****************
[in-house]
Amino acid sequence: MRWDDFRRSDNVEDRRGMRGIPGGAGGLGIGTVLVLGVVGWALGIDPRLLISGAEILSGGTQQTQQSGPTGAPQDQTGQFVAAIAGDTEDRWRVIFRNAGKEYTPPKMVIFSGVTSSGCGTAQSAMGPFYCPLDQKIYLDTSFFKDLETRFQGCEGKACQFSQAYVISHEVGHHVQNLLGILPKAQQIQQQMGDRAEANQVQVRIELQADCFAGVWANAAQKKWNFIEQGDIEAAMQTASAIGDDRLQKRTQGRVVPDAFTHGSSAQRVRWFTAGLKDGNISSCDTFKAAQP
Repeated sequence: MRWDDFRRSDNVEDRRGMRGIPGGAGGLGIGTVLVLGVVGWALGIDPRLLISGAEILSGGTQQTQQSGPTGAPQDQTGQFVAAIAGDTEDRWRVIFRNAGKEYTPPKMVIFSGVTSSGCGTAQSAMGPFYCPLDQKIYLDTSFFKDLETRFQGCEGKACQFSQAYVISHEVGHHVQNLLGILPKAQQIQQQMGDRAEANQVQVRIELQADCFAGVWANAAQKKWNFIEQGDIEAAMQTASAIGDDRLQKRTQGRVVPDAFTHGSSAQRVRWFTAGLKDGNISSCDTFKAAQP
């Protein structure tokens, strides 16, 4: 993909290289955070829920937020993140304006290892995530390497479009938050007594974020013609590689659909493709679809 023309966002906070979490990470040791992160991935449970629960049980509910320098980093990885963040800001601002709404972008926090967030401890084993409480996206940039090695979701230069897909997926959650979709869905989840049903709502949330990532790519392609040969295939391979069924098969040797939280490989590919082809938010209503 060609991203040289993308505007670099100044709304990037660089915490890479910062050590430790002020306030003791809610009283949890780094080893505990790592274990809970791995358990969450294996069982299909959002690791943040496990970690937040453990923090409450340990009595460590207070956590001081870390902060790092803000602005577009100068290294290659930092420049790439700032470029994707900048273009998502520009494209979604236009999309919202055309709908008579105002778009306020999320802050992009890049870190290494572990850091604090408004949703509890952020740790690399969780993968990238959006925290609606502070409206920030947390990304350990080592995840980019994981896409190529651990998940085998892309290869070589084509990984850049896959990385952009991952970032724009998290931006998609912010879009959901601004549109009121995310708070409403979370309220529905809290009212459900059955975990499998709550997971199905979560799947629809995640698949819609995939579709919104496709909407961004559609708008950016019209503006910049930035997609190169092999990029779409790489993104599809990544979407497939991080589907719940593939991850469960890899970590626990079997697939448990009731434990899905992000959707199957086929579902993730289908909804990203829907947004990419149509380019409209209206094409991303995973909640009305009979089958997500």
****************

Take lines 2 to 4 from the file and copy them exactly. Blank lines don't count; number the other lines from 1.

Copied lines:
Amino acid sequence: MRWDDFRRSDNVEDRRGMRGIPGGAGGLGIGTVLVLGVVGWALGIDPRLLISGAEILSGGTQQTQQSGPTGAPQDQTGQFVAAIAGDTEDRWRVIFRNAGKEYTPPKMVIFSGVTSSGCGTAQSAMGPFYCPLDQKIYLDTSFFKDLETRFQGCEGKACQFSQAYVISHEVGHHVQNLLGILPKAQQIQQQMGDRAEANQVQVRIELQADCFAGVWANAAQKKWNFIEQGDIEAAMQTASAIGDDRLQKRTQGRVVPDAFTHGSSAQRVRWFTAGLKDGNISSCDTFKAAQP
Repeated sequence: MRWDDFRRSDNVEDRRGMRGIPGGAGGLGIGTVLVLGVVGWALGIDPRLLISGAEILSGGTQQTQQSGPTGAPQDQTGQFVAAIAGDTEDRWRVIFRNAGKEYTPPKMVIFSGVTSSGCGTAQSAMGPFYCPLDQKIYLDTSFFKDLETRFQGCEGKACQFSQAYVISHEVGHHVQNLLGILPKAQQIQQQMGDRAEANQVQVRIELQADCFAGVWANAAQKKWNFIEQGDIEAAMQTASAIGDDRLQKRTQGRVVPDAFTHGSSAQRVRWFTAGLKDGNISSCDTFKAAQP
């Protein structure tokens, strides 16, 4: 993909290289955070829920937020993140304006290892995530390497479009938050007594974020013609590689659909493709679809 023309966002906070979490990470040791992160991935449970629960049980509910320098980093990885963040800001601002709404972008926090967030401890084993409480996206940039090695979701230069897909997926959650979709869905989840049903709502949330990532790519392609040969295939391979069924098969040797939280490989590919082809938010209503 060609991203040289993308505007670099100044709304990037660089915490890479910062050590430790002020306030003791809610009283949890780094080893505990790592274990809970791995358990969450294996069982299909959002690791943040496990970690937040453990923090409450340990009595460590207070956590001081870390902060790092803000602005577009100068290294290659930092420049790439700032470029994707900048273009998502520009494209979604236009999309919202055309709908008579105002778009306020999320802050992009890049870190290494572990850091604090408004949703509890952020740790690399969780993968990238959006925290609606502070409206920030947390990304350990080592995840980019994981896409190529651990998940085998892309290869070589084509990984850049896959990385952009991952970032724009998290931006998609912010879009959901601004549109009121995310708070409403979370309220529905809290009212459900059955975990499998709550997971199905979560799947629809995640698949819609995939579709919104496709909407961004559609708008950016019209503006910049930035997609190169092999990029779409790489993104599809990544979407497939991080589907719940593939991850469960890899970590626990079997697939448990009731434990899905992000959707199957086929579902993730289908909804990203829907947004990419149509380019409209209206094409991303995973909640009305009979089958997500």